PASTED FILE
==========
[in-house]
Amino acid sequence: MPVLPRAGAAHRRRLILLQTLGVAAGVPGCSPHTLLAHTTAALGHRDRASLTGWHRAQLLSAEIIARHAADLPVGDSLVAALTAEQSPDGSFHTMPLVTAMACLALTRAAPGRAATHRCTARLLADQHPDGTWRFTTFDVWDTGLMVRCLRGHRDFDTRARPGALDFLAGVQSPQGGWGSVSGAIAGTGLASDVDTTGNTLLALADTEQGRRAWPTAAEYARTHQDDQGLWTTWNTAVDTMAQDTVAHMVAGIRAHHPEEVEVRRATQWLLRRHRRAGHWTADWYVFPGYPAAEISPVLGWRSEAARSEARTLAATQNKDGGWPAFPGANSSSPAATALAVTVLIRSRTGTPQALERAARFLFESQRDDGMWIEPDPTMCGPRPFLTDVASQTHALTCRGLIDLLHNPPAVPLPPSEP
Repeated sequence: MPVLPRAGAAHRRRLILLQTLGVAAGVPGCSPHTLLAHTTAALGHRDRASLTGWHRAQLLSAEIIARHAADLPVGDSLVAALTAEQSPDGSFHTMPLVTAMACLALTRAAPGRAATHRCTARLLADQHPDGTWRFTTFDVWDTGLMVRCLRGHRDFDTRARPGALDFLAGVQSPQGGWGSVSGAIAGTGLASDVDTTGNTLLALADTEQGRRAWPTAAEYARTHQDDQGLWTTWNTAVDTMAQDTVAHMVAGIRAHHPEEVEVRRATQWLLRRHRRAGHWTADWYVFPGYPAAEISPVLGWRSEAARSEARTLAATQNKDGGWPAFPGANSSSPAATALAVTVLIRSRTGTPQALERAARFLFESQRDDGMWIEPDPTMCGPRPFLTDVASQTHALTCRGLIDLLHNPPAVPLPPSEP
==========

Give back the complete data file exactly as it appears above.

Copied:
[in-house]
Amino acid sequence: MPVLPRAGAAHRRRLILLQTLGVAAGVPGCSPHTLLAHTTAALGHRDRASLTGWHRAQLLSAEIIARHAADLPVGDSLVAALTAEQSPDGSFHTMPLVTAMACLALTRAAPGRAATHRCTARLLADQHPDGTWRFTTFDVWDTGLMVRCLRGHRDFDTRARPGALDFLAGVQSPQGGWGSVSGAIAGTGLASDVDTTGNTLLALADTEQGRRAWPTAAEYARTHQDDQGLWTTWNTAVDTMAQDTVAHMVAGIRAHHPEEVEVRRATQWLLRRHRRAGHWTADWYVFPGYPAAEISPVLGWRSEAARSEARTLAATQNKDGGWPAFPGANSSSPAATALAVTVLIRSRTGTPQALERAARFLFESQRDDGMWIEPDPTMCGPRPFLTDVASQTHALTCRGLIDLLHNPPAVPLPPSEP
Repeated sequence: MPVLPRAGAAHRRRLILLQTLGVAAGVPGCSPHTLLAHTTAALGHRDRASLTGWHRAQLLSAEIIARHAADLPVGDSLVAALTAEQSPDGSFHTMPLVTAMACLALTRAAPGRAATHRCTARLLADQHPDGTWRFTTFDVWDTGLMVRCLRGHRDFDTRARPGALDFLAGVQSPQGGWGSVSGAIAGTGLASDVDTTGNTLLALADTEQGRRAWPTAAEYARTHQDDQGLWTTWNTAVDTMAQDTVAHMVAGIRAHHPEEVEVRRATQWLLRRHRRAGHWTADWYVFPGYPAAEISPVLGWRSEAARSEARTLAATQNKDGGWPAFPGANSSSPAATALAVTVLIRSRTGTPQALERAARFLFESQRDDGMWIEPDPTMCGPRPFLTDVASQTHALTCRGLIDLLHNPPAVPLPPSEP